“I think the next step is going to be we’re going to have a budget on the floor maybe by the third week of March,” said Sen. Mark Begich (D-Alaska).

But Begich said he’s not optimistic the sequester will be solved anytime soon.

“Anything’s possible, but there’s not a mechanism yet,” he said.

Democrats acknowledge a budget plan passed by the Senate alone would not be sufficient. Only a bicameral budget resolution negotiated by the Senate Democratic and House Republican leaders could provide enough assurance of future savings to replace the sequester.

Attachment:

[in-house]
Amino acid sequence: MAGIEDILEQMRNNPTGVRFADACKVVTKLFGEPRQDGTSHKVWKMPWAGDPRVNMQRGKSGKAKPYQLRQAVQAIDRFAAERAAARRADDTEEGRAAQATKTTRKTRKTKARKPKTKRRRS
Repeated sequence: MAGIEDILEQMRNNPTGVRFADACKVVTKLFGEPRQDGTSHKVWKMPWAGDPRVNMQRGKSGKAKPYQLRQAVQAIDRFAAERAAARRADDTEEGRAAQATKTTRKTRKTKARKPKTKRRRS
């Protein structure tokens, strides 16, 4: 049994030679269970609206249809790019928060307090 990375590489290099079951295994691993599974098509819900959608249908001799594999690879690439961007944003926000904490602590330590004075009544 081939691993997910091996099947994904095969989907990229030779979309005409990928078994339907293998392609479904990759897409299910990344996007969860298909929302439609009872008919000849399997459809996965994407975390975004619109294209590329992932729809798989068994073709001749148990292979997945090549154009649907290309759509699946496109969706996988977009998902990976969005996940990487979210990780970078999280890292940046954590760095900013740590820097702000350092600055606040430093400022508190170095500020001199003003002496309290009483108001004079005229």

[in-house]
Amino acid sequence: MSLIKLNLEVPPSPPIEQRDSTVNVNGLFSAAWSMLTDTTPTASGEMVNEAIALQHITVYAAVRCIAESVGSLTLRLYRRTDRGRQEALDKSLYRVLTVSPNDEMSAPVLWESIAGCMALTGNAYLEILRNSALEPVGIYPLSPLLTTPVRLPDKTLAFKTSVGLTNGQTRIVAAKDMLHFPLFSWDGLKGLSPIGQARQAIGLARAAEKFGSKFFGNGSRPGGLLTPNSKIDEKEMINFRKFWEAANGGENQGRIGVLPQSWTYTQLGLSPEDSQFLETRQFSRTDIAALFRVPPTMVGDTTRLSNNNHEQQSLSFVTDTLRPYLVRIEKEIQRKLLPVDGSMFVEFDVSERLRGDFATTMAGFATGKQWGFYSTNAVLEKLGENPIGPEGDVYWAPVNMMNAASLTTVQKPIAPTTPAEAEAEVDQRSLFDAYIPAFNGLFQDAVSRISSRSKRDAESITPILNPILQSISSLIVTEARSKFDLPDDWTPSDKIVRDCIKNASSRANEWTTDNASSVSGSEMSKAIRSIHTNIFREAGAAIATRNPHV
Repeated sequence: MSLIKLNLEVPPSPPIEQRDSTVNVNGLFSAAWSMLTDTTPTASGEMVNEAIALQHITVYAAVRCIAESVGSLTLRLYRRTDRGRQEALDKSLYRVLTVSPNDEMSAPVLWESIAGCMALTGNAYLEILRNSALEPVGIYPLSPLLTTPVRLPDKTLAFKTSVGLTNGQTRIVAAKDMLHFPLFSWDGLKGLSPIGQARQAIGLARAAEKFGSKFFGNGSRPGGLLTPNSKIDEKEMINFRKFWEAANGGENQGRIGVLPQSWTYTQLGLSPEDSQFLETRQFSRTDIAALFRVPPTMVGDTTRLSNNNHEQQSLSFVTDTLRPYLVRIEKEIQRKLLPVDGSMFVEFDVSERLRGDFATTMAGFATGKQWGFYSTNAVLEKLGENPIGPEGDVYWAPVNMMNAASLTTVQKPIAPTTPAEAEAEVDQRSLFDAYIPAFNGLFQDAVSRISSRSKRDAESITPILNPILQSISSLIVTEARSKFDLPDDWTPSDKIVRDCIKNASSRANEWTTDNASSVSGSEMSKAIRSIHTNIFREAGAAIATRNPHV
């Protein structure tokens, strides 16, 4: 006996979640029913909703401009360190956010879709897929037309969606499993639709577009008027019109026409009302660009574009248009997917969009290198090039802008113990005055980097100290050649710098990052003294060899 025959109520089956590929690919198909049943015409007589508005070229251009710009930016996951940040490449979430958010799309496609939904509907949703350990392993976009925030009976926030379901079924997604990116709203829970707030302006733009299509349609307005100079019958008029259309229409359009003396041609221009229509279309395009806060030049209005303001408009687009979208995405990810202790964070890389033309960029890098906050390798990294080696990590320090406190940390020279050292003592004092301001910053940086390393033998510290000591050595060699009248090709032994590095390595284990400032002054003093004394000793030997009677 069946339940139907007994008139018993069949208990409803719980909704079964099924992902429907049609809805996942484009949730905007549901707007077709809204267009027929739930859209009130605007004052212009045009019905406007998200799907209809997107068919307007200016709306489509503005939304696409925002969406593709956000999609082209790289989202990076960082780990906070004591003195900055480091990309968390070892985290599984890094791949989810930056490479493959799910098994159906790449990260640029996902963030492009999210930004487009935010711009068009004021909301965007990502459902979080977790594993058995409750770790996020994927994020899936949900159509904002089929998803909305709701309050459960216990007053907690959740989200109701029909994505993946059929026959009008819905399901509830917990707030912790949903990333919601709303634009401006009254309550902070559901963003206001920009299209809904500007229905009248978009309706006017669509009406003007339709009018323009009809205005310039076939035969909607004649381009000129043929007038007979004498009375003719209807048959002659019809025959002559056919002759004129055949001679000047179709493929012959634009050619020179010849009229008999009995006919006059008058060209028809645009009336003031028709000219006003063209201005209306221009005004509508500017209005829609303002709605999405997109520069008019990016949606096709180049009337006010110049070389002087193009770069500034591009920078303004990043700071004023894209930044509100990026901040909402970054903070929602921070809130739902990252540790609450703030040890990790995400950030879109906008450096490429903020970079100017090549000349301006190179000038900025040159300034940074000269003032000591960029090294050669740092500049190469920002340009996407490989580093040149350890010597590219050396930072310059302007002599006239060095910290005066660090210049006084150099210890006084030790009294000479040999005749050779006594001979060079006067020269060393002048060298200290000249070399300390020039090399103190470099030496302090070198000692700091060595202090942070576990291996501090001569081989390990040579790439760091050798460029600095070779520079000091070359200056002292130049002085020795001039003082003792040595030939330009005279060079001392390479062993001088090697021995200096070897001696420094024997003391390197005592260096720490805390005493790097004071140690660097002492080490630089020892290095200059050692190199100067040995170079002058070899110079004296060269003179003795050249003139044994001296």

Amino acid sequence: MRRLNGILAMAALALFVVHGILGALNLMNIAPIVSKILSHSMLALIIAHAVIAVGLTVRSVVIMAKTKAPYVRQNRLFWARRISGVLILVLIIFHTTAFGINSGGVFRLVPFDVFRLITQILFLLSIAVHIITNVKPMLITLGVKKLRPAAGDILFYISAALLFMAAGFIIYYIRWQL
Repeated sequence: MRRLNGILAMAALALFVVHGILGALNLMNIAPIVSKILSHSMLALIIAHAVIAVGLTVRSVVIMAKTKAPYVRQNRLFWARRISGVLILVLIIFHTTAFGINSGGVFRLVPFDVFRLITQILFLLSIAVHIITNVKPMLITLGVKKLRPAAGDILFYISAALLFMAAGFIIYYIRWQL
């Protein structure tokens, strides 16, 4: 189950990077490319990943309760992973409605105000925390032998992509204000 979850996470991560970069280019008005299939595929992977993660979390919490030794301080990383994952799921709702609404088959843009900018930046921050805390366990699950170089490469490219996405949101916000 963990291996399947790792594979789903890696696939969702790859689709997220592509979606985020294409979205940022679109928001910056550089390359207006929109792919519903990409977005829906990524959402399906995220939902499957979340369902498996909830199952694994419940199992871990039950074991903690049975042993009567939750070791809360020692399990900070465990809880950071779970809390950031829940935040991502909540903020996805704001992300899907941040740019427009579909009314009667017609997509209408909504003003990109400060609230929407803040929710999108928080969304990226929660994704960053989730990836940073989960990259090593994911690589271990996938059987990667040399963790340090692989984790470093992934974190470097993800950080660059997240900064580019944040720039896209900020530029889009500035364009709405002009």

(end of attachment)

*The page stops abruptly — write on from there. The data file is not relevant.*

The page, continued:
“You would have to have a bipartisan, bicameral budget resolution to fix the sequester,” said Sen. Jeff Sessions (Ala.), the ranking Republican on the Budget Committee. “It would be a long shot. I won’t say it’s impossible.”

Negotiations to forge a joint resolution with House Republicans could easily drag into the summer.